2016 will be Manny Machado’s fourth full year in the Major Leagues, and fifth season overall, after being called up to the Orioles midway through 2012, and helping turn the O’s season (and really the franchise as a whole) around. Manny’s already proven he’s among the league’s elite fielders, as he holds two Gold Gloves, along with a Platinum Glove, and has quickly become one of the game’s best hitters.
In Baltimore, saying an infielder is the next Cal Ripken is kind of like saying a linebacker is the next Ray Lewis. You just can’t say it, and up until now, it’s never been true.
And of course, this is all dependent on the Orioles being able to retain Machado when he is eligible for free agency. But if the Orioles care about their future at all, and if they care about not having their entire fan base turn on them, they’ll get the deal done.
And no, nothing that I’m about to say has anything to do with the streak, or number of consecutive games played.
Throughout the 80’s and 90’s, Cal Ripken, Jr. was the pride of Baltimore. And in the 2010-2020 generation, Manny is, and will continue to be, the pride of Baltimore. And I understand that Cal was a shortstop who moved to third, and Manny has started as a third baseman who will likely move to short. But as far as being all around great players, the two are fairly comparable. And most importantly, I’m comparing the two not only on skill, but as being “face of the franchise” guys, the best players on their teams, the most loved players in their city, and being the players that define their generation.
Here are Cal’s first five seasons in the MLB, per Baseball Reference:
And here are Manny’s, also per Baseball Reference:
If you compare these stats through four-plus seasons, you’d take Cal’s all day. Cal was the model of consistency. He was a lock to hit just north of 25 homers, drive in somewhere from 85-100 runs, and hit for a borderline .300 average. And so far, Manny Machado has yet to drive in 100 runs or hit for a .300 average in his career (2014 was cut short due to injury). But you have to look a little deeper than just the numbers on the surface.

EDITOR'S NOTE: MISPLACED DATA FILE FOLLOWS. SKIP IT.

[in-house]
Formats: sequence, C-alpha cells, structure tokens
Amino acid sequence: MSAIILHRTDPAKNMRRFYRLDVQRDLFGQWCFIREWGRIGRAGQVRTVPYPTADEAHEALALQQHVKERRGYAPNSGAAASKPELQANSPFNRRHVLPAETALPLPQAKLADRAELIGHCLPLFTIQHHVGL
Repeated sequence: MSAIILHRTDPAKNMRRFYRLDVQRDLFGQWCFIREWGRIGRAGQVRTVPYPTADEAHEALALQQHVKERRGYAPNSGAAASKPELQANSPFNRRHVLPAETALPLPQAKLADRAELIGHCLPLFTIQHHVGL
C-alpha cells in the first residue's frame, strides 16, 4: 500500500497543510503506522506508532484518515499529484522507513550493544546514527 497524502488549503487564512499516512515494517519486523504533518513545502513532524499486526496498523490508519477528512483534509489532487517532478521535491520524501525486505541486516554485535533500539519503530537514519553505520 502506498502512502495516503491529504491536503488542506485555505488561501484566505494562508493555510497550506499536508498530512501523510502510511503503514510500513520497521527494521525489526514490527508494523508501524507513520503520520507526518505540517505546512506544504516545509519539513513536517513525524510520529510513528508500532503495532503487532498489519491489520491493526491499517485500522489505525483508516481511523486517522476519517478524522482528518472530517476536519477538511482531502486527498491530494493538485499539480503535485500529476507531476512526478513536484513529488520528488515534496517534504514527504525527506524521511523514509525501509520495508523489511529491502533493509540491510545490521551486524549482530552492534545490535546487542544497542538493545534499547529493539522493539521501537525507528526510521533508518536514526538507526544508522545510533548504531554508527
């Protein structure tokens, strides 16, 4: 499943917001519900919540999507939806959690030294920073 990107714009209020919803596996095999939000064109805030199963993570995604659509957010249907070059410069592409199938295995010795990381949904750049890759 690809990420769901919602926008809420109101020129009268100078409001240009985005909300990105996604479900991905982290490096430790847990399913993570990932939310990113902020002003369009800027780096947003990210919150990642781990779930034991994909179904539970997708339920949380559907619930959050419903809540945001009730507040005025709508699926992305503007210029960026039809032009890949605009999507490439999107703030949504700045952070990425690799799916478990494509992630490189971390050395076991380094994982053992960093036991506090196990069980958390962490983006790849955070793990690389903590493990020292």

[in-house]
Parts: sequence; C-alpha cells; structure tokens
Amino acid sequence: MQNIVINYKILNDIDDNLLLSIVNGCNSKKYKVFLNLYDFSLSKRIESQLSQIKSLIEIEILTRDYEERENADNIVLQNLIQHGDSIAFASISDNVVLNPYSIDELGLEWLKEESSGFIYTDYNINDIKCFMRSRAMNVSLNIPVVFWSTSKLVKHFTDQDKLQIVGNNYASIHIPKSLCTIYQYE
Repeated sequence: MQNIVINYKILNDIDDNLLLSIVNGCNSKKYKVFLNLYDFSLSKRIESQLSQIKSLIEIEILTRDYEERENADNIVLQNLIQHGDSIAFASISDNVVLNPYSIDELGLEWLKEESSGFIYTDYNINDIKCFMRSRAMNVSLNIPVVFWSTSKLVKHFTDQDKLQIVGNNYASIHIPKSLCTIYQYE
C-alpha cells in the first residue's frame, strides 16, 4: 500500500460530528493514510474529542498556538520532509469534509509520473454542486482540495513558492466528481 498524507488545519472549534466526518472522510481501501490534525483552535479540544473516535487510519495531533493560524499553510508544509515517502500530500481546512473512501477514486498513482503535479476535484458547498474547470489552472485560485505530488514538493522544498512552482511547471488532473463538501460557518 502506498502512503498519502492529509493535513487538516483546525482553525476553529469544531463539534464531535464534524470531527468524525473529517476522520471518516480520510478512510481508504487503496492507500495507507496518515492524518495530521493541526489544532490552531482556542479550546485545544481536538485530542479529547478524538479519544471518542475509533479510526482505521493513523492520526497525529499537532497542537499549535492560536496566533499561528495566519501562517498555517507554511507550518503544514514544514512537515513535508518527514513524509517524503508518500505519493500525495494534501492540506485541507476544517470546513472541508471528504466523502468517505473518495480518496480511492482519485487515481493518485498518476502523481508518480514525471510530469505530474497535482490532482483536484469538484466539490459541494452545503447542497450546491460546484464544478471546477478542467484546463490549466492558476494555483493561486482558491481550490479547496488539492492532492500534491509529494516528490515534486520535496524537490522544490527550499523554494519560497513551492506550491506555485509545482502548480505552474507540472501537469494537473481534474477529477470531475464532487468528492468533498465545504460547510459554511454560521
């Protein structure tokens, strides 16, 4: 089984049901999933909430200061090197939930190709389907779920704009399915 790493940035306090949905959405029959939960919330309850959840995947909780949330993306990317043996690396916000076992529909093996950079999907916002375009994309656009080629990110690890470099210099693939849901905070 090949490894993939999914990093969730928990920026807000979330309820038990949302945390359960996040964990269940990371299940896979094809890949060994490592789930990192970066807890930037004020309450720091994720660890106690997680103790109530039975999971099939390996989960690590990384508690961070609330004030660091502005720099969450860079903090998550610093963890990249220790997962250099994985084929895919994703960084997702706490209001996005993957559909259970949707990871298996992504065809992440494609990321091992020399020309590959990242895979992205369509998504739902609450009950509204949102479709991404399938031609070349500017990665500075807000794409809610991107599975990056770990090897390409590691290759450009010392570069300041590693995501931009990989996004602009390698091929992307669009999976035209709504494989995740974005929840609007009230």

Manny hit more doubles in his first full season in the big leagues than Cal ever hit in a season. And every expert everywhere said that as soon as Manny’s body developed a little more, those doubles would turn into homers. And they were right. Last year Manny hit a career high 35 homers, a number that Cal also never reached. And he did it as the lead off hitter, which explains only having 81 RBIs.
Through 14 games so far in 2016, Manny has already hit 5 home runs, putting him on pace to hit 57 bombs this year. Clearly this won’t happen, but it just goes to show that Manny won’t go away.
Cal also never stole more that 6 bases in a season. On a team who doesn’t run, Manny stole 20 bags last year.
Cal was the best defender of the 80’s, and Manny Machado is now the best defender in his generation. There’s no shortage of highlight reel plays that these two have put together.
I’m not sitting here arguing that Manny has achieved more than Cal. But what I am arguing is that Manny has the potential to put up similar stat lines to Cal, except I believe on a year to year basis they will be better. More homers per year, similar average, and more runs driven in as he moves down the lineup. The bigger question is will Manny be able to keep it up for 15 years.
I think he can.
— Baltimore Orioles (@Orioles) September 2, 2015
The signs are all there that Manny Machado is already one of the game’s best players, and is only getting better. By the end of this year, Manny will be looked at with Mike Trout and Bryce Harper as the best one’s doing it. And I think that will last for another decade. Manny is here to stay, just as Cal was here to stay in the 80’s and 90’s. Clearly Cal was one of the game’s greatest players of all time. He was great, but most importantly, he was consistently great for a long period of time. Obviously, Manny is too young in his career for anyone to be able to say that about him. And only time will tell. But if you ask me, it will happen. And I know it’s early, but when his career is over, I believe Manny Machado is a Hall Of Famer- the Orioles’ first since Cal.